Monday, January 25, 2010
Dermatologists that use Vivacare’s “From Your Doctor” patient education service have access to up-to-date acne handouts that cover a wide range of issues, including mild acne, moderate acne, severe acne, adult acne, acne medications, and acne myths.
The new handouts provide in-depth and practical information to help their patients understand and manage their acne. Dermatologists can select specific handouts for use on their own Websites and customize the content to reflect their own clinical perspective and unique approach to care.
The online delivery of patient education by dermatologists helps to reinforce important information that may be shared during the medical office visit, but later forgotten.
“OTC acne medications can help many patients - and trying them first can be a great first step in treating acne”, said Dr. Jeffrey Ellis of Belaray Dermatology in Plainview, New York. “If you try out an OTC acne product for 2-4 weeks, and find that your skin is not yet clear - it is time to call a dermatologist.”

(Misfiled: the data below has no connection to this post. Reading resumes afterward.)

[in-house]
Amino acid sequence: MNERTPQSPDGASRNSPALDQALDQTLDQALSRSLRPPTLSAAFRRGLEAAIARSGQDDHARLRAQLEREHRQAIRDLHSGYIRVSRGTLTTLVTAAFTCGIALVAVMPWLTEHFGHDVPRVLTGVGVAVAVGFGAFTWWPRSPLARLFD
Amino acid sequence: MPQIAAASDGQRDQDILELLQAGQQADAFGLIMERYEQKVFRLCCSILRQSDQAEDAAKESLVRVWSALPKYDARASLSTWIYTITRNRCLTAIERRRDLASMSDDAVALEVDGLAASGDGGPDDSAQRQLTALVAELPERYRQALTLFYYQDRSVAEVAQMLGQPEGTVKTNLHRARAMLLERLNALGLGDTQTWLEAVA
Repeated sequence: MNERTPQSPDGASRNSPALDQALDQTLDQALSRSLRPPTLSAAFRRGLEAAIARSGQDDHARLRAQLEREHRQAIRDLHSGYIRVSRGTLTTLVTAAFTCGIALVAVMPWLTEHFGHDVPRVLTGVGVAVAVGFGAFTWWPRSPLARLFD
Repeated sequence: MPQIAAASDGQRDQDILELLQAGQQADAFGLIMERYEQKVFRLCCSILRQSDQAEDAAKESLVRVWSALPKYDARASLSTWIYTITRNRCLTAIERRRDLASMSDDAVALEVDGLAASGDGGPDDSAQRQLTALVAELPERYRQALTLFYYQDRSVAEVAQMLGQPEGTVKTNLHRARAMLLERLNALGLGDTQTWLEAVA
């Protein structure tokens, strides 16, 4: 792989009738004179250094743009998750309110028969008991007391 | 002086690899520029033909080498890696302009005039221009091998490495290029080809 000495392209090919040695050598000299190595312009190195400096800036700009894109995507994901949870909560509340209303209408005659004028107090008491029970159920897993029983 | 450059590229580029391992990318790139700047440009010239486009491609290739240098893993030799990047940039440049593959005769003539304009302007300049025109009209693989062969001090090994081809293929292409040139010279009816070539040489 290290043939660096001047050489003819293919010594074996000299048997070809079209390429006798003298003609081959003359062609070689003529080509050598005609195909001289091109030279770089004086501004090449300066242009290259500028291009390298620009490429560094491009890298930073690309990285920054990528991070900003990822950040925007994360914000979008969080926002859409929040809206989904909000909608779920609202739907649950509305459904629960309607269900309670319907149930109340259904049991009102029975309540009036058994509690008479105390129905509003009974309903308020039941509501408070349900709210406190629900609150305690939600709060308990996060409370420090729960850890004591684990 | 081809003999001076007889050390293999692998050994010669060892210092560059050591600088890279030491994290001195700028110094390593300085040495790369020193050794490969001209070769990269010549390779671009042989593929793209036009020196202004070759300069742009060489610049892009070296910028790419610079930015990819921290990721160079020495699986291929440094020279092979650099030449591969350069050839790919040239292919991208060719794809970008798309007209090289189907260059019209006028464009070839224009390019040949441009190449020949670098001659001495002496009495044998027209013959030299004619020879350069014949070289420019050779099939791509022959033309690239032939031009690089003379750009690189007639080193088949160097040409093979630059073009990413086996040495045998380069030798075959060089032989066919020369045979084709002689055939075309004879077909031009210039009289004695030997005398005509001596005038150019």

According to Dr. Steven Feldman, professor of pathology and dermatology at Wake Forest University Medical Center, "For patients with relatively mild disease, a topical vitamin A medication with a topical antibiotic can be used. Bacteria can become resistant to antibiotics, but combined use with a benzoyl peroxide product helps prevent resistant organisms from developing. This topical approach is the foundation of treatment.”